CERN is trying to change the world. Its hunt for the Higgs Boson, the so-called God particle, could unlock a whole new era of discovery and insight into the universe and a breakthrough is on the horizon for 2012.
This search, powered by the mind-boggling Large Hadron Collider (LHC), has forced it to design and create entirely new technology and scientific instruments in the areas of magnetism, particle accelerators and detectors and cryogenics.
This means there is a whole wealth of information, expertise and intellectual property at CERN that, as it's a public-funded organisation, could be ripe for businesses to take advantage of, as they look to turn such high-end technologies into commercial ventures.
The deal inked last week by the UK's Science and Technology Facilities Council (STFC), which pays some £100m into CERN on behalf of the UK taxpayer, is a notable push by the UK to take advantage of some of the most advanced technological know-how on the planet.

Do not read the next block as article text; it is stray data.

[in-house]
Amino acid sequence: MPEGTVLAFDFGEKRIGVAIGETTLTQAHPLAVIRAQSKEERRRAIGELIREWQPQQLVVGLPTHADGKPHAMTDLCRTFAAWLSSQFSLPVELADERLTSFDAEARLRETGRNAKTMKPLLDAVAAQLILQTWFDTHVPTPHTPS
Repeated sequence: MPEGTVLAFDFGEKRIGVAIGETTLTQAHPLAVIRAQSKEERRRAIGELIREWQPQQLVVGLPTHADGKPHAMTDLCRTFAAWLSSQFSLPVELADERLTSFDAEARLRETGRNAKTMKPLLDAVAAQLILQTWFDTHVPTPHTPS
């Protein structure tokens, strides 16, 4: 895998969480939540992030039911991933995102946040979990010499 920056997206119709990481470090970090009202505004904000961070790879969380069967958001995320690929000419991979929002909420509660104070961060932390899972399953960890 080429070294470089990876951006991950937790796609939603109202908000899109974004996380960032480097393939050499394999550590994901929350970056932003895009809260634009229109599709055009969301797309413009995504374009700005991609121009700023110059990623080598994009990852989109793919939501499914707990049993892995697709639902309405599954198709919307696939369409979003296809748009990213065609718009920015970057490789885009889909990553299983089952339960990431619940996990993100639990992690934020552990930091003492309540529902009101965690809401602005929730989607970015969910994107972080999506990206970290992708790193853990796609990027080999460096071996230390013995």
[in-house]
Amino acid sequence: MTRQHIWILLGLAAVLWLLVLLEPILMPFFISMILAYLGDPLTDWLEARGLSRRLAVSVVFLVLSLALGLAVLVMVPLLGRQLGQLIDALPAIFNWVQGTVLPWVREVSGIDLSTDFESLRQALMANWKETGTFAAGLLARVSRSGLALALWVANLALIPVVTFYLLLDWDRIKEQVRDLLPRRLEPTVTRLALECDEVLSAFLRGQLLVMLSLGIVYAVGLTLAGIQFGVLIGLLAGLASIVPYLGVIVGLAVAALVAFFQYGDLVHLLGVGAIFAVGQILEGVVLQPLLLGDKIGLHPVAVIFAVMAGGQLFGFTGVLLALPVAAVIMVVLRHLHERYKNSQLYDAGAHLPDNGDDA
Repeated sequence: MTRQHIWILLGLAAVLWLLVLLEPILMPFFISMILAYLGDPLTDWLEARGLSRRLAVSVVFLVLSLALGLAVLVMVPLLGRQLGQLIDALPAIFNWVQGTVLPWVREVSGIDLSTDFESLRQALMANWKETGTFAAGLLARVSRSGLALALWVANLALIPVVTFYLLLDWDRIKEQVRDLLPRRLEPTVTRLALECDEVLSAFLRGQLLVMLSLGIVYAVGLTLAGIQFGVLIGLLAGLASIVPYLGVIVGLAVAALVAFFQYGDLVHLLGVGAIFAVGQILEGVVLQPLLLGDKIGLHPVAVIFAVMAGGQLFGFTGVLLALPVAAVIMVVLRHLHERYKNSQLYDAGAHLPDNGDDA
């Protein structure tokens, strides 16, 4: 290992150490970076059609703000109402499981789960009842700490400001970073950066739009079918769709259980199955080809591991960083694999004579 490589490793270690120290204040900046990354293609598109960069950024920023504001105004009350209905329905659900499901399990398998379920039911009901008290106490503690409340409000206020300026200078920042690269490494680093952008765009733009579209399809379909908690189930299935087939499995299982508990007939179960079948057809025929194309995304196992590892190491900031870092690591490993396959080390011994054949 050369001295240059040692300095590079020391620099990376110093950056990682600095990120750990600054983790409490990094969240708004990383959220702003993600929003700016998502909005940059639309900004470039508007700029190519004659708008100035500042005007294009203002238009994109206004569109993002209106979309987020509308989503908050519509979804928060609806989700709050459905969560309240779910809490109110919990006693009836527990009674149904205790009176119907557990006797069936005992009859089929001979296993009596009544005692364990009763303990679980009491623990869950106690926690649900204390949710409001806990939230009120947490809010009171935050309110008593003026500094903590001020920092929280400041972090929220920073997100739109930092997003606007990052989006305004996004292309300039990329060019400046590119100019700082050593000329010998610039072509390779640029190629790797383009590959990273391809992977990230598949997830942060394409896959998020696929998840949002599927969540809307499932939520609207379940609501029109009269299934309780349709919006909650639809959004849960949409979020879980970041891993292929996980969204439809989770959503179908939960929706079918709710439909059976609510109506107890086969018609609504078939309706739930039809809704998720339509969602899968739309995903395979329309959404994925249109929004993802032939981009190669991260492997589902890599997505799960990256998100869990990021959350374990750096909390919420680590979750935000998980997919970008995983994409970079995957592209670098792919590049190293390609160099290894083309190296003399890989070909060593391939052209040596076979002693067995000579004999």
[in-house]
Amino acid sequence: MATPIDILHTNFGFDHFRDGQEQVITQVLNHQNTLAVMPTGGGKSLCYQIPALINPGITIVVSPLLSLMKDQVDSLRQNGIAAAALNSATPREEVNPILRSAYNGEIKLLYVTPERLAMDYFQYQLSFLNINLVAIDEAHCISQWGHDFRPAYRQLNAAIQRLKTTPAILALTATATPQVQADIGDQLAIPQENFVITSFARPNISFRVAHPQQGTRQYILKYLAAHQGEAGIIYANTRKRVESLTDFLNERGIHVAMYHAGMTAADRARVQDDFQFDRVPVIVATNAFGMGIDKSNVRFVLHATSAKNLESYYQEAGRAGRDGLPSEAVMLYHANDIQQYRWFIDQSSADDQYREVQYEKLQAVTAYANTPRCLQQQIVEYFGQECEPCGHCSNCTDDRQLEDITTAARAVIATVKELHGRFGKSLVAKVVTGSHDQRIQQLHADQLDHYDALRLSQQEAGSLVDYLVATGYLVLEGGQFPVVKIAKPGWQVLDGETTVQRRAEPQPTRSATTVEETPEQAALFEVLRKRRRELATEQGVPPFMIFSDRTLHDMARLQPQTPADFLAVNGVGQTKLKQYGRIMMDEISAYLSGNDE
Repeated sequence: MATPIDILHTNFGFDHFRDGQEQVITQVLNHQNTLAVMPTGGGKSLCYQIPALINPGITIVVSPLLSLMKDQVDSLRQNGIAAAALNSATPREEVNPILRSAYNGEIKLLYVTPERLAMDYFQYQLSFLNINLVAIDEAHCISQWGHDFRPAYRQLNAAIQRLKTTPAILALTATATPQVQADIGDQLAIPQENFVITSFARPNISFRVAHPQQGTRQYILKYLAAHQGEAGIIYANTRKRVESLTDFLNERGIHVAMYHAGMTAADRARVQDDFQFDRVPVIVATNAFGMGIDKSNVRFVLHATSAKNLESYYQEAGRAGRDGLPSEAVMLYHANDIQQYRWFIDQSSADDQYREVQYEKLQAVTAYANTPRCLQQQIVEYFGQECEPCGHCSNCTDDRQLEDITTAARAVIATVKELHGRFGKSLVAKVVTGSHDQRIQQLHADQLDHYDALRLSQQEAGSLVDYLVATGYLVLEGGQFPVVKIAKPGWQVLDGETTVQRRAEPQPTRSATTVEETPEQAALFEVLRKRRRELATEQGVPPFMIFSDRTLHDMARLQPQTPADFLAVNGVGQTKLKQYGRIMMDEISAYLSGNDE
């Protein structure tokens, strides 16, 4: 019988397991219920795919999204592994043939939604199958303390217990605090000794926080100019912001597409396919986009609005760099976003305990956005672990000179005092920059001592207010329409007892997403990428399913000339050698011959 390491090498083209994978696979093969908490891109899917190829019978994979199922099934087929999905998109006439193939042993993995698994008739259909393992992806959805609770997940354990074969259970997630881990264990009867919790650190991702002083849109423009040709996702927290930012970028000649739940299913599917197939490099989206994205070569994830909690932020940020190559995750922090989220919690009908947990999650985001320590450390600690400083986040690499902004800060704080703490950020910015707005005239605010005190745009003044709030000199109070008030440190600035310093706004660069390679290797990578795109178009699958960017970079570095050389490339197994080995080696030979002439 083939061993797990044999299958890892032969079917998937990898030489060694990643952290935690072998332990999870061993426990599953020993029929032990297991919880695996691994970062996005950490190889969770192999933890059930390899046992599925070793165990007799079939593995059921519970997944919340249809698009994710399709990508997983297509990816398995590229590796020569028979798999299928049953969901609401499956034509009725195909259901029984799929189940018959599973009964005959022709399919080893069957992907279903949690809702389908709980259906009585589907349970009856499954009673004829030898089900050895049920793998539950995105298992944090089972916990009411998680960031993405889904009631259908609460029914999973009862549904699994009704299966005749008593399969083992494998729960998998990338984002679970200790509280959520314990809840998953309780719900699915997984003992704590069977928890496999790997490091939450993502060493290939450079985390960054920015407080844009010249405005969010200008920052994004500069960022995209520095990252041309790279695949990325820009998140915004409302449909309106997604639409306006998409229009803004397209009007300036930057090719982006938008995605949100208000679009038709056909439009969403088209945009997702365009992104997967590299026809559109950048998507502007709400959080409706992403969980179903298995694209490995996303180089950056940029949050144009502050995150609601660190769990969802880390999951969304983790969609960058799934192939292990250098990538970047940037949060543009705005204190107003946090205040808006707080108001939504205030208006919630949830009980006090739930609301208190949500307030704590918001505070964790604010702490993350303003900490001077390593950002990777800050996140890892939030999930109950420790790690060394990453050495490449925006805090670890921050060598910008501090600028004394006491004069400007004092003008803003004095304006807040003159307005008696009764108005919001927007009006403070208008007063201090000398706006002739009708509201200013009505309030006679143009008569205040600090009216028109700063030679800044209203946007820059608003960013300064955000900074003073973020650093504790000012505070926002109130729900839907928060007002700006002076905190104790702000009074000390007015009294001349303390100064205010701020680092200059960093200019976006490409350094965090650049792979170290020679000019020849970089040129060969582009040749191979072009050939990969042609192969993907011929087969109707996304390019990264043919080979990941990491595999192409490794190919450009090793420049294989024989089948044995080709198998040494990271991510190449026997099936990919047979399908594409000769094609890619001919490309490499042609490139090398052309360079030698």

The proposals will see the STFC create a Business Incubation Centre (BIC) at its UK site where firms can work on ideas relating to some of the most cutting-edge technologies with support, funding and backing from both the STFC and CERN.
This will take the form of funding to the tune of £40,000 from the STFC, access to experts at CERN to discuss their work and a visit the facility in Geneva to see some of the organisation's technology and how it works in person, to help guide their development.
As the STFC's head of new business opportunities, Paul Vernon, explained to V3, the science body already has a history of working alongside leading European bodies, with the a similar partnership already in place with the European Space Agency (ESA).
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